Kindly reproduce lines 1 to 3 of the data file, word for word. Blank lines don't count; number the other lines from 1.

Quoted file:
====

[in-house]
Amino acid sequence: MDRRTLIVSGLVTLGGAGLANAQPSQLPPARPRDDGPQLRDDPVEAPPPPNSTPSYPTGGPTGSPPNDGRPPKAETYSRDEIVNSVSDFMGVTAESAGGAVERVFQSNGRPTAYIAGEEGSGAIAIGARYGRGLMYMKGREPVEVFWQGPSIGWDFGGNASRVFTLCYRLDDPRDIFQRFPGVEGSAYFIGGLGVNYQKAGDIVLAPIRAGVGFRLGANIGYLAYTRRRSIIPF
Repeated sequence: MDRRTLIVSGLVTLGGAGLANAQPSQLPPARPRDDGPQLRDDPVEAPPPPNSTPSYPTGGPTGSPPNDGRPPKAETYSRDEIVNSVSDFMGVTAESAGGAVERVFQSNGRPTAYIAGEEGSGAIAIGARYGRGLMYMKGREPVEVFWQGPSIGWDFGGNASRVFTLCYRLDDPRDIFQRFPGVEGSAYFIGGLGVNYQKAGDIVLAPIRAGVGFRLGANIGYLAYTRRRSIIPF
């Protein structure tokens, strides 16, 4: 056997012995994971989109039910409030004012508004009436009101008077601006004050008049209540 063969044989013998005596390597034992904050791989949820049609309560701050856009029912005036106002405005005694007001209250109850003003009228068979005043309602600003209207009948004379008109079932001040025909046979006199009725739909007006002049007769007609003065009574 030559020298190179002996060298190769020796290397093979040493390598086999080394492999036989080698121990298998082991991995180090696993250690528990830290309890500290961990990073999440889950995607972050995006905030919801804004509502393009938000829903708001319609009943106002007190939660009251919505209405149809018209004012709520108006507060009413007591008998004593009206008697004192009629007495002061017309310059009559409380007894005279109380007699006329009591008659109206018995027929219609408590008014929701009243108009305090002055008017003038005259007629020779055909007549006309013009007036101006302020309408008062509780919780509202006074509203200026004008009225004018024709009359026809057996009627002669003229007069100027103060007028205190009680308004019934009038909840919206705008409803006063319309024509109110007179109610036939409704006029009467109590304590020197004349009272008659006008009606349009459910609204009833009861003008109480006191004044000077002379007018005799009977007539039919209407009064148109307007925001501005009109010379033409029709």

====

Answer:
[in-house]
Amino acid sequence: MDRRTLIVSGLVTLGGAGLANAQPSQLPPARPRDDGPQLRDDPVEAPPPPNSTPSYPTGGPTGSPPNDGRPPKAETYSRDEIVNSVSDFMGVTAESAGGAVERVFQSNGRPTAYIAGEEGSGAIAIGARYGRGLMYMKGREPVEVFWQGPSIGWDFGGNASRVFTLCYRLDDPRDIFQRFPGVEGSAYFIGGLGVNYQKAGDIVLAPIRAGVGFRLGANIGYLAYTRRRSIIPF
Repeated sequence: MDRRTLIVSGLVTLGGAGLANAQPSQLPPARPRDDGPQLRDDPVEAPPPPNSTPSYPTGGPTGSPPNDGRPPKAETYSRDEIVNSVSDFMGVTAESAGGAVERVFQSNGRPTAYIAGEEGSGAIAIGARYGRGLMYMKGREPVEVFWQGPSIGWDFGGNASRVFTLCYRLDDPRDIFQRFPGVEGSAYFIGGLGVNYQKAGDIVLAPIRAGVGFRLGANIGYLAYTRRRSIIPF